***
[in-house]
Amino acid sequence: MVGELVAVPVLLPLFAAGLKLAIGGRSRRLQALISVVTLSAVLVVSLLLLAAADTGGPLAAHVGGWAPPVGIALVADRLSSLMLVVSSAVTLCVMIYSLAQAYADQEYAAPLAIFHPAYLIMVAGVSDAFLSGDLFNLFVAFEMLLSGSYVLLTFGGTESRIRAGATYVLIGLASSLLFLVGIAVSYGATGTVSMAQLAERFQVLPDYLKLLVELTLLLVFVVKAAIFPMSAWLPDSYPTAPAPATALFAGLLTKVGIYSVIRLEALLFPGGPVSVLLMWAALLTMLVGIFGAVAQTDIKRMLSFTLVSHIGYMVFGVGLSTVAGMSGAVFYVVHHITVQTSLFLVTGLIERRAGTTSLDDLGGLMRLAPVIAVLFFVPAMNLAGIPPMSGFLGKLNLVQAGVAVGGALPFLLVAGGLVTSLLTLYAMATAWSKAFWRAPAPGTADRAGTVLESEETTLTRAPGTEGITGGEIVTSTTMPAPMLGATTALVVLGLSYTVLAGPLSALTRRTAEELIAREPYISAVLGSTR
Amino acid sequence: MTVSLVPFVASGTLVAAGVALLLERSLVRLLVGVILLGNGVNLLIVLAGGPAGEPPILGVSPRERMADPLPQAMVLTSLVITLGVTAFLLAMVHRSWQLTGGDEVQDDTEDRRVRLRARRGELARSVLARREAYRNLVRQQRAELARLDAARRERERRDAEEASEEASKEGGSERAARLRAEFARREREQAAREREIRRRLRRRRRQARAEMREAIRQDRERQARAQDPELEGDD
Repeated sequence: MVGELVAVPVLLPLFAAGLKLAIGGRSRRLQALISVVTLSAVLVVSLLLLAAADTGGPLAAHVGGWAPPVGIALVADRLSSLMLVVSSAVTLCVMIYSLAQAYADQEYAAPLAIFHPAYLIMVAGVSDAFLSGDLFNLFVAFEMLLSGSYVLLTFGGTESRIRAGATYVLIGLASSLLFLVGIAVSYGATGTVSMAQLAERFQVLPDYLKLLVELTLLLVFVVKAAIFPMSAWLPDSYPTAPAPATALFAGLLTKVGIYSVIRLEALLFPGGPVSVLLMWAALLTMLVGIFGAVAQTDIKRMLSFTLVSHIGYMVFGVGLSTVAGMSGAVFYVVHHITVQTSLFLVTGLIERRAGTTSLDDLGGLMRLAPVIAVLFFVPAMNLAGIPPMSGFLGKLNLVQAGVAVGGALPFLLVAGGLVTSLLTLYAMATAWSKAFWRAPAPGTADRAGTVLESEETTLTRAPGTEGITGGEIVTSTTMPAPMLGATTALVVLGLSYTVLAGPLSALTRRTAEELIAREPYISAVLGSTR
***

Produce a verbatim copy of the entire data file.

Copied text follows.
[in-house]
Amino acid sequence: MVGELVAVPVLLPLFAAGLKLAIGGRSRRLQALISVVTLSAVLVVSLLLLAAADTGGPLAAHVGGWAPPVGIALVADRLSSLMLVVSSAVTLCVMIYSLAQAYADQEYAAPLAIFHPAYLIMVAGVSDAFLSGDLFNLFVAFEMLLSGSYVLLTFGGTESRIRAGATYVLIGLASSLLFLVGIAVSYGATGTVSMAQLAERFQVLPDYLKLLVELTLLLVFVVKAAIFPMSAWLPDSYPTAPAPATALFAGLLTKVGIYSVIRLEALLFPGGPVSVLLMWAALLTMLVGIFGAVAQTDIKRMLSFTLVSHIGYMVFGVGLSTVAGMSGAVFYVVHHITVQTSLFLVTGLIERRAGTTSLDDLGGLMRLAPVIAVLFFVPAMNLAGIPPMSGFLGKLNLVQAGVAVGGALPFLLVAGGLVTSLLTLYAMATAWSKAFWRAPAPGTADRAGTVLESEETTLTRAPGTEGITGGEIVTSTTMPAPMLGATTALVVLGLSYTVLAGPLSALTRRTAEELIAREPYISAVLGSTR
Amino acid sequence: MTVSLVPFVASGTLVAAGVALLLERSLVRLLVGVILLGNGVNLLIVLAGGPAGEPPILGVSPRERMADPLPQAMVLTSLVITLGVTAFLLAMVHRSWQLTGGDEVQDDTEDRRVRLRARRGELARSVLARREAYRNLVRQQRAELARLDAARRERERRDAEEASEEASKEGGSERAARLRAEFARREREQAAREREIRRRLRRRRRQARAEMREAIRQDRERQARAQDPELEGDD
Repeated sequence: MVGELVAVPVLLPLFAAGLKLAIGGRSRRLQALISVVTLSAVLVVSLLLLAAADTGGPLAAHVGGWAPPVGIALVADRLSSLMLVVSSAVTLCVMIYSLAQAYADQEYAAPLAIFHPAYLIMVAGVSDAFLSGDLFNLFVAFEMLLSGSYVLLTFGGTESRIRAGATYVLIGLASSLLFLVGIAVSYGATGTVSMAQLAERFQVLPDYLKLLVELTLLLVFVVKAAIFPMSAWLPDSYPTAPAPATALFAGLLTKVGIYSVIRLEALLFPGGPVSVLLMWAALLTMLVGIFGAVAQTDIKRMLSFTLVSHIGYMVFGVGLSTVAGMSGAVFYVVHHITVQTSLFLVTGLIERRAGTTSLDDLGGLMRLAPVIAVLFFVPAMNLAGIPPMSGFLGKLNLVQAGVAVGGALPFLLVAGGLVTSLLTLYAMATAWSKAFWRAPAPGTADRAGTVLESEETTLTRAPGTEGITGGEIVTSTTMPAPMLGATTALVVLGLSYTVLAGPLSALTRRTAEELIAREPYISAVLGSTR